|Huck/Konopacki Labor Cartoons|
FMLA provides employees with unpaid, job-protected leave of up to 12 weeks for having children or caring for sick family members. The law guarantees that employees have their same jobs when they return from leave, or at least a comparable job with the same employer AND at the same salary. Furthermore, the law protects employees from retaliation or punishment for taking leave, including the preservation of any perks, benefits or raises they were due.
In LAUSD, the problem of displaced teachers is exacerbated by its mania for giving away its campuses to private charter school companies. Because the charter schools have the right to hire nonunion, low-paid teachers, members of the United Teachers of Los Angeles (UTLA) who are displaced by charter conversions are added to the “must hire” list for openings within the district. The high rate of charter conversions in LAUSD adds hundreds more teachers to the “must hire” list than would normally be there simply due to family leave, illness, downsizing and budget cuts.
Curiously, the Gates Foundation report gave LAUSD high marks for firing teachers for “poor performance,” suggesting that it has improved its quality control (apparently they are off the hook for hiring crappy teachers in the first place). The Times said that only 7 tenured teachers were fired in 2008, compared with 94 this year. Of course, if this is based on student test scores, then it is no indication whatsoever that LAUSD is improving its schools or its quality control. On the contrary, it is a sign that LAUSD is punishing teachers who may actually be quite good for having the bad luck of teaching in a low income or low performing school, where test scores are routinely low and improvement on tests routinely slower than at middle class schools.
|Huck/Konopacki Labor Cartoons|
It would be a terrible blow to students who develop important relationships with teachers and depend on stability at school. The ACLU lawsuit that protects novice teachers from layoffs at low income schools was intended to reduce the large scale layoffs that often happen at these schools. Across the board cuts of 25% of all teachers in a district would have a similar effect, not just on low income students, but on all students.
Most importantly, there is no accurate way to measure teacher performance. Student test scores are useless, as they only tell us how a student is doing on the test, not why, and they are based far more on the student’s socioeconomic status than anything that happens in the classroom. The current system of administrators evaluating teacher effectiveness based on the California standards for the teaching profession is limited by the fact that administrators rarely have (or put in) the time to sufficiently observe and evaluate their employees. Furthermore, it is based on benchmarks rather than raw scores or percentages. Those who meet the benchmarks should be considered proficient. There is no bottom 25%. Those who don’t meet the benchmarks get the axe (or more professional development). This number could end up being 25% of teachers, but if it did, it would indicate an utter failure of the hiring process and the incompetency of the administrators in charge of hiring. It would also be a grave indictment of the teacher credentialing process, as well as the teacher training programs and professional development system.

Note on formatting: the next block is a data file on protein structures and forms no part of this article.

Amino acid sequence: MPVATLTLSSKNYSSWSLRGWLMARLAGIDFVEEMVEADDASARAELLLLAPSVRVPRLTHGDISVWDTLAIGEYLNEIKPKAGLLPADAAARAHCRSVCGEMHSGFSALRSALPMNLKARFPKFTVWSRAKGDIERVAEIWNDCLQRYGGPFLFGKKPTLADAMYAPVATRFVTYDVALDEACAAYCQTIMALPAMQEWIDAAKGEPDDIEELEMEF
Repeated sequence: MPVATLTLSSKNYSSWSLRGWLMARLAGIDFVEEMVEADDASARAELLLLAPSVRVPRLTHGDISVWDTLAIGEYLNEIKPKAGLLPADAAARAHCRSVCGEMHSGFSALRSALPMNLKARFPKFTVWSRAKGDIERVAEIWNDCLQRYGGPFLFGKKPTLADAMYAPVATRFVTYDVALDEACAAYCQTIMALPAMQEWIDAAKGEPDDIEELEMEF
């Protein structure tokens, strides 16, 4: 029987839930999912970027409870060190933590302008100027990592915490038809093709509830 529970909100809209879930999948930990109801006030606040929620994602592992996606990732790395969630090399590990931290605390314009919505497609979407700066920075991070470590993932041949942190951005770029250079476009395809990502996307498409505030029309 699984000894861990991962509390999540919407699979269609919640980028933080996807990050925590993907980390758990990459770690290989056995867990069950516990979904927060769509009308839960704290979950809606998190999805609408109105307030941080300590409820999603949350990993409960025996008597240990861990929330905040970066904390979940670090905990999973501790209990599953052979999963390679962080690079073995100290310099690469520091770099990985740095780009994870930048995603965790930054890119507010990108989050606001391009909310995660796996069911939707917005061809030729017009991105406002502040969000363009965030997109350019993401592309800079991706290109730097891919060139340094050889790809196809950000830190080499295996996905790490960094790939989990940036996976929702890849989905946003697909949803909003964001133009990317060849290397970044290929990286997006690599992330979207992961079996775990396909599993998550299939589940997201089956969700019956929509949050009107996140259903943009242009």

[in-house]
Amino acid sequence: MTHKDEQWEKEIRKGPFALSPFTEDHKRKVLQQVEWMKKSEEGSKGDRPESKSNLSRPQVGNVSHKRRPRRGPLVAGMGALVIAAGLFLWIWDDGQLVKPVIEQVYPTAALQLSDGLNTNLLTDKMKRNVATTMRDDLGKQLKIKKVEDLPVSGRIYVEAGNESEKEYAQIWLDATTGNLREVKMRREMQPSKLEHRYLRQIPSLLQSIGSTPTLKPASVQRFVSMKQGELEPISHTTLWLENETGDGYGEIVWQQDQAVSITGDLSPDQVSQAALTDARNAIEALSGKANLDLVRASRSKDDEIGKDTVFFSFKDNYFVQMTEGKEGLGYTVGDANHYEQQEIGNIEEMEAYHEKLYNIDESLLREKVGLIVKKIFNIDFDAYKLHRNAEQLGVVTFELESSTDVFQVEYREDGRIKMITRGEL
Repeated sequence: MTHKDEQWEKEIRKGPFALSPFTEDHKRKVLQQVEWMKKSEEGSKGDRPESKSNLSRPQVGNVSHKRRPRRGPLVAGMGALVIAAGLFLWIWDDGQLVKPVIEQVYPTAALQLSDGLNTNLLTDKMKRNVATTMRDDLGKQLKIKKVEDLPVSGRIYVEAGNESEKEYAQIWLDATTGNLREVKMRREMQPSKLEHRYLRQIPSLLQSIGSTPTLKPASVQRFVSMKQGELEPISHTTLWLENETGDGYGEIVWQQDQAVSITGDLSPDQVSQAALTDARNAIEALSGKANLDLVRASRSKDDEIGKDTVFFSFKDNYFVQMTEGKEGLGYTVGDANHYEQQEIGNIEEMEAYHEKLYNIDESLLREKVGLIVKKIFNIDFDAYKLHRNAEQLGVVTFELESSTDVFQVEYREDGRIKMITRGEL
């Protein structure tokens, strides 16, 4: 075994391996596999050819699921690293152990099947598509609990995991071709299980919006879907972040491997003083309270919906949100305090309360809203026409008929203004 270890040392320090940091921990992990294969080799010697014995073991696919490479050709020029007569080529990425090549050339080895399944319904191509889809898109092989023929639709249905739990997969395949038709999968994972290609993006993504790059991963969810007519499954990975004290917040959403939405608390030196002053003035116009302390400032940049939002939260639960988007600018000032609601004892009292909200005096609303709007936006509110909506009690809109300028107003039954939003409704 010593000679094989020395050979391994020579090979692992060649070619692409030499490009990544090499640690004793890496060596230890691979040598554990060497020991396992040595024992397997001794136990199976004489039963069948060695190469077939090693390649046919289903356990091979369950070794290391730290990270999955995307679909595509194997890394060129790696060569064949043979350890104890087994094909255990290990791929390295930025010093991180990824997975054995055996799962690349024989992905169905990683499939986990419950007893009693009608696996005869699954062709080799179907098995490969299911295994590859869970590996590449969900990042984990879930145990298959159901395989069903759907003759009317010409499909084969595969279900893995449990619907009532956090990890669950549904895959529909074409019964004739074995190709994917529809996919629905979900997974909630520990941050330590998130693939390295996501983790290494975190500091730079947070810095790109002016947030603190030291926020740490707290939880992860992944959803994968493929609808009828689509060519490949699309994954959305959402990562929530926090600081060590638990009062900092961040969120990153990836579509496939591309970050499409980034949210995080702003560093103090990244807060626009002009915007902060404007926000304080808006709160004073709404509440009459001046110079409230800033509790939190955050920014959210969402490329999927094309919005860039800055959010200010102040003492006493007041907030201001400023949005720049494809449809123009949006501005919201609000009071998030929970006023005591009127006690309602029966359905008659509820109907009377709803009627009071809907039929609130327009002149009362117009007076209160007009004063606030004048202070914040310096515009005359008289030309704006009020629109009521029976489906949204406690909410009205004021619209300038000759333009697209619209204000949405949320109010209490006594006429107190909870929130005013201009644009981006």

Of course, the Gates report is not at all about improving teacher quality or improving educational outcomes for children. If 25% of teachers were truly so bad that they should be replaced, then the most expedient solution would be to replace the administrators (or at least retrain them to better distinguish between good and bad teaching candidates before they hire them in the first place.
The real objective of this report is to give bosses more power and employees less, by taking away job security and federally protected workplace protections, and by creating more uncertainty and fear among workers. It indirectly weakens the union by weakening the job security of veteran teachers who are more likely to be active and vocal participants in their union and by scaring teachers into keeping their mouths shut and accepting whatever crazy or illegal directives their administrators impose just so they don’t become labeled as one of the bottom 25%.
Bill Gates is an idiot. Principals already have way too much power to destroy teachers.ReplyDelete
By the way, the vast majority of teachers dumped are either nonrenewed or "asked" to resign or forced to retire, so when you see some tiny number of people "fired," that only means a handful of teachers bothered to go through the sham hearings. There are far, far more teachers kicked to the curb than the "fired" statistics want you to believe.
Meanwhile, principals, most of whom are lousy but have unlimited job security, are still not held accountable for their actions.
A very wealthy idiot. Or, perhaps not an idiot at all, but a very clever, manipulative asshole.ReplyDelete
People say that his forays into education "reform" haven't directly increased his wealth. However, they have contributed substantially to the overall hostility toward teachers and public sector workers, including the whittling away at tenure and seniority rights, thus weakening the power of the last stronghold of unionism, and as a result, the ability of workers in general to earn a decent wage.